It was mentioned that at the first continental congress, the delegates from the colonies outside Virginia and Massachusetts were not enthusiastic about independence. I suspect a lot of them were wary of the fact that Virginia and Massachusetts would likely hold the most political power in a new independent state. Is there any evidence that this was the case? It seems that people at that time were more aware of the dangers of the oppressed becoming the oppressors than they are now. Perhaps this is due to the string of revolutions in Europe that ended poorly.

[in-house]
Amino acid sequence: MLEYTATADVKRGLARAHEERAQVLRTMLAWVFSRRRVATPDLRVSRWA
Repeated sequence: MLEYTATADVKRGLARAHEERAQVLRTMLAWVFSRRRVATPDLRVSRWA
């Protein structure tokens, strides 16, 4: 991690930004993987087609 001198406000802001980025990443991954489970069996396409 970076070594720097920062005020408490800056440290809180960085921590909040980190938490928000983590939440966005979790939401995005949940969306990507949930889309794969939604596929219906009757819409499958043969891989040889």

Actually, I guess my timeline is off. The European revolutions I was thinking of happened after the American and French revolutions. I suppose there were still plenty of previous ones they could point to as having bad results.
Congressmen from several other states mentioned the idea that the New England states (what they called “the eastern states”) tended to cooperate in Congress. Some of them decided to oppose this tendency. Although Virginia and Massachusetts provided most of the radical delegates to the First Continental Congress, I’m not aware of anyone saying what you suspect.